Carbon cycling and methane in permafrost ecosystems

Increases in the atmospheric content of greenhouse gases (GHG) are one of the major challenges of the 21st century. Arctic permafrost soils represent a source for GHG causing positive climate feedbacks from the terrestrial ecosystem to the atmosphere. Vast amounts of organic carbon mainly plant derived are stored in boreal and Arctic ecosystems representing twice the amount of carbon in the atmosphere. The microbial community has a key role for organic carbon degradation and the emission of methane (CH4) and carbon dioxide (CO2). The extent of GHG emission depends on a set of biotic and abiotic factors and interactions between these.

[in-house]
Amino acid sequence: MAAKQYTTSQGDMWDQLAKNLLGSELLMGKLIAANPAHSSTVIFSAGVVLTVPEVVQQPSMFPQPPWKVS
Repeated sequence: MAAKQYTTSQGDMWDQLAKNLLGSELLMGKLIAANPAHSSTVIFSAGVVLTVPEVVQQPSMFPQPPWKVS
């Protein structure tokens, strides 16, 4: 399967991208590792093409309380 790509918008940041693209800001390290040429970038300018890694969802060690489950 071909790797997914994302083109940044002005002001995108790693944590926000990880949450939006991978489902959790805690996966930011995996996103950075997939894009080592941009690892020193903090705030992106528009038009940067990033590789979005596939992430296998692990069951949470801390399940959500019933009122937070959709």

The research seeks to; i) explore microbial genomic diversity and functional potential in different microhabitats, ii) assess the critical temperature window for anaerobic/aerobic processes related to methane transformation, iii) identify possible indicator organisms and/or genes with high responsiveness to climate changes iv) isolate methane oxidising bacteria. Advanced high resolution molecular methods combined with bioinformatics and cultivation of microorganisms are applied in the projects.

Contact person: Professor Mette Marianne Svenning.